154. Suspicious Hand Pain

  1. Christopher P. Holstege MD1,2,3,
  2. Alexander B. Baer MD1,4,
  3. Jesse M. Pines MD, MBA, MSCE5,6 and
  4. William J. Brady MD7,8,9

Published Online: 3 AUG 2011

DOI: 10.1002/9781444397994.ch154

Visual Diagnosis in Emergency and Critical Care Medicine, Second Edition

Visual Diagnosis in Emergency and Critical Care Medicine, Second Edition

How to Cite

Holstege, C. P., Baer, A. B., Pines, J. M. and Brady, W. J. (eds) (2011) Suspicious Hand Pain, in Visual Diagnosis in Emergency and Critical Care Medicine, Second Edition, Wiley-Blackwell, Oxford, UK. doi: 10.1002/9781444397994.ch154

Editor Information

  1. 1

    Division of Medical Toxicology, University of Virginia School of Medicine, Charlottesville, VA, USA

  2. 2

    Blue Ridge Poison Center, University of Virginia School of Medicine, Charlottesville, VA, USA

  3. 3

    Departments of Emergency Medicine & Pediatrics, University of Virginia School of Medicine, Charlottesville, VA, USA

  4. 4

    Department of Emergency Medicine, University of Virginia School of Medicine, Charlottesville, VA, USA

  5. 5

    Center for Health Care Quality, George Washington University, Washington, DC, USA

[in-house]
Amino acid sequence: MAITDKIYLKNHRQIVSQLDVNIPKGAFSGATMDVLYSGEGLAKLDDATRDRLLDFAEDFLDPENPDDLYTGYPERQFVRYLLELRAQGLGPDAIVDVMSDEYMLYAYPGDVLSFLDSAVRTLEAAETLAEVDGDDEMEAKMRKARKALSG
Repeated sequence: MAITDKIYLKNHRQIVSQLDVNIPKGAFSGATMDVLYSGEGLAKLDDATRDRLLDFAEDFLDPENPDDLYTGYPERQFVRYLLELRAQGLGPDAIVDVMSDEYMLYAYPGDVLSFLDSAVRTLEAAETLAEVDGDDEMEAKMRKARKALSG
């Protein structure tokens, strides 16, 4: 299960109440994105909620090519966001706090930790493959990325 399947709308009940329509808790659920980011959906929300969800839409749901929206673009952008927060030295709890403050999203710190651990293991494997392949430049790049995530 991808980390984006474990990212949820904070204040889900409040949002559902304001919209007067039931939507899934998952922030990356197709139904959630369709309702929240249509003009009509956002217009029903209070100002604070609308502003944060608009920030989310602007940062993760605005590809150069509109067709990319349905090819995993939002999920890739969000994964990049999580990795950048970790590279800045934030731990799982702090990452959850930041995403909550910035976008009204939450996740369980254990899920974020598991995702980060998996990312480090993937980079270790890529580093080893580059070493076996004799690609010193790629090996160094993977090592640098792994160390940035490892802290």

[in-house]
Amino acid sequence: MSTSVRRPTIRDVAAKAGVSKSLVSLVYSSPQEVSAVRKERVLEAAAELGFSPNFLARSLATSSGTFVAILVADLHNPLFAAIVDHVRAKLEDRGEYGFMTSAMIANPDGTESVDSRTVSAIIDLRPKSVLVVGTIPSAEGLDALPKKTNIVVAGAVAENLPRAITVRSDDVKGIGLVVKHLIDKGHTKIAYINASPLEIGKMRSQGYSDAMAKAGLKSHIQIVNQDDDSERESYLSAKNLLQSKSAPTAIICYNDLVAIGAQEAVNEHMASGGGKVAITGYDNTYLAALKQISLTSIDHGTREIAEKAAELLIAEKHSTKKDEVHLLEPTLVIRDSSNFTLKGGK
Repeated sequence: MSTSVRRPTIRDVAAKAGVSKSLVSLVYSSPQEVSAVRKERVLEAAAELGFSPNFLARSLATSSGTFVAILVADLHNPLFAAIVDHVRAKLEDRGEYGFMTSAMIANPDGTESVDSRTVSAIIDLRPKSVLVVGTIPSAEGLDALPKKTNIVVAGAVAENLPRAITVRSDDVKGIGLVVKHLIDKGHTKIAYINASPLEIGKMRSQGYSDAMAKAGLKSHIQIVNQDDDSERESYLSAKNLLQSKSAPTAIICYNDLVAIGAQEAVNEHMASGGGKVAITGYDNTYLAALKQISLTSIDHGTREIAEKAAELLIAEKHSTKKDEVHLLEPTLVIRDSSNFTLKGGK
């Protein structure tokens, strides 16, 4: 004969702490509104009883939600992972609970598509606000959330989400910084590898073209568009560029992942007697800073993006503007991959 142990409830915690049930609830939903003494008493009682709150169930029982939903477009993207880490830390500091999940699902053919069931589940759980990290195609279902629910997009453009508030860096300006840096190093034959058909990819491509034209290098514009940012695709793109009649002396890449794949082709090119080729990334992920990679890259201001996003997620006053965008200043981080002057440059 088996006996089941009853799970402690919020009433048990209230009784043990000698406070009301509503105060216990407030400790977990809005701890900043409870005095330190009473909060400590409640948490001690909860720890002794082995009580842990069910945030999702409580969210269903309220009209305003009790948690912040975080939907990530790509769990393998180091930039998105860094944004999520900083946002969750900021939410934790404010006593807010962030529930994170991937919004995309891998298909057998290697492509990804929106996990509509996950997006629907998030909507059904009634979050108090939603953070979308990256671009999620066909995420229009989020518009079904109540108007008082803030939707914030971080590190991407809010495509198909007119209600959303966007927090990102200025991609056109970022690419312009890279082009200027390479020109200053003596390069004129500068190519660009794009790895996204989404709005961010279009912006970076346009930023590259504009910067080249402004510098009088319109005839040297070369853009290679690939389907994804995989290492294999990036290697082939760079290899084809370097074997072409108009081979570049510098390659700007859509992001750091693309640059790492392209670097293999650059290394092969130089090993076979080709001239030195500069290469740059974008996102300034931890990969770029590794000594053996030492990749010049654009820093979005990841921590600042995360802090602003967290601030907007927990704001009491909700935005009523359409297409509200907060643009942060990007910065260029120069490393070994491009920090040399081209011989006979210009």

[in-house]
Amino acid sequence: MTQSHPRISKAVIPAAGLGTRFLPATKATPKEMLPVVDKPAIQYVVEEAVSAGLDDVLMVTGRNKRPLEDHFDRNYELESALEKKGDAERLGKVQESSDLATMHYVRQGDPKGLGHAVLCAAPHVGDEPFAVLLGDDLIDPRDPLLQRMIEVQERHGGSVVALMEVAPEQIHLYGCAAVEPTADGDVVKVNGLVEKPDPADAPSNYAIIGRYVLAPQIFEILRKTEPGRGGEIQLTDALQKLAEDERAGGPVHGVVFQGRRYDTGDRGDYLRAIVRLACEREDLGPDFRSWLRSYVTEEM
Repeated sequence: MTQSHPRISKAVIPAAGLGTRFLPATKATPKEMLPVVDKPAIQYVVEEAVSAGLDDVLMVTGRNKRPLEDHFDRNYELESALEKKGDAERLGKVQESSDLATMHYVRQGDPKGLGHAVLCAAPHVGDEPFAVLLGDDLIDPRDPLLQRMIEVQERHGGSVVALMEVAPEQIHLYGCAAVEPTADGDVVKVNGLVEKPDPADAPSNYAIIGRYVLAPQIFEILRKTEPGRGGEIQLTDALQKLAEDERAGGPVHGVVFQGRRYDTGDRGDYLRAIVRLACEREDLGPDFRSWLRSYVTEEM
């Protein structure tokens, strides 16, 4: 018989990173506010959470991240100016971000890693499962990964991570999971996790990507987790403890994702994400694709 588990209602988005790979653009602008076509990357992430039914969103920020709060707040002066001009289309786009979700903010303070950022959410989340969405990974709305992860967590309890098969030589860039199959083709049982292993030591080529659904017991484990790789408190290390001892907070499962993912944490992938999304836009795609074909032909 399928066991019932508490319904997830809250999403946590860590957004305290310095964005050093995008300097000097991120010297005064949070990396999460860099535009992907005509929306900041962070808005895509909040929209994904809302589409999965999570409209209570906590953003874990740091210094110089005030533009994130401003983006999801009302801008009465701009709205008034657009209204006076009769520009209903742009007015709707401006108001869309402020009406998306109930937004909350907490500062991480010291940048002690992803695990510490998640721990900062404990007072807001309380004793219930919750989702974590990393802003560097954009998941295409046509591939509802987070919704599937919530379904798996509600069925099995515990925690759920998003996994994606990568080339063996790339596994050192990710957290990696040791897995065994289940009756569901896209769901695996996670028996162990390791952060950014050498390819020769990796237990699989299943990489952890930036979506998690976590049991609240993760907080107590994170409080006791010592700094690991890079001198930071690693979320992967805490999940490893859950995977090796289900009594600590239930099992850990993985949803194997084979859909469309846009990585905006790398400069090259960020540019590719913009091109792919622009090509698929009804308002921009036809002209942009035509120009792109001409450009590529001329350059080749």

6. 6

    Departments of Emergency Medicine and Health Policy, George Washington University, Washington, DC, USA

  7. 7

    Department of Emergency Medicine, University of Virginia, Charlottesville, VA, USA

  8. 8

    Center for Emergency Management, University of Virginia Health System, Charlottesville, VA, USA

  9. 9

    Charlottesville-Albemarle Rescue Squad & Albemarle County, Fire Rescue, Charlottesville, VA, USA

Publication History

  1. Published Online: 3 AUG 2011
  2. Published Print: 12 AUG 2011

ISBN Information

Print ISBN: 9781444333473

Online ISBN: 9781444397994

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Keywords:

  • Case 44, suspicious hand pain;
  • diagnosis - Boxer's fracture;
  • discussion, fractures of fifth metacarpal neck - most common fractures in the hand;
  • metacarpal neck fractures, having an apex dorsal angulation;
  • metacarpal neck fractures, rarely requiring surgery - displaced fractures, managed with simple immobilization for 3–4 weeks;
  • surgeons, agreeing that - no more than 45 degrees of angulation, allowed in fifth metacarpal;
  • rotational injury, to be addressed - as this can impair function, resulting in deformity;
  • fractures of fifth metacarpal, seen - by orthopedic surgery within 1 week of injury

Summary

This chapter contains sections titled:

  • Further reading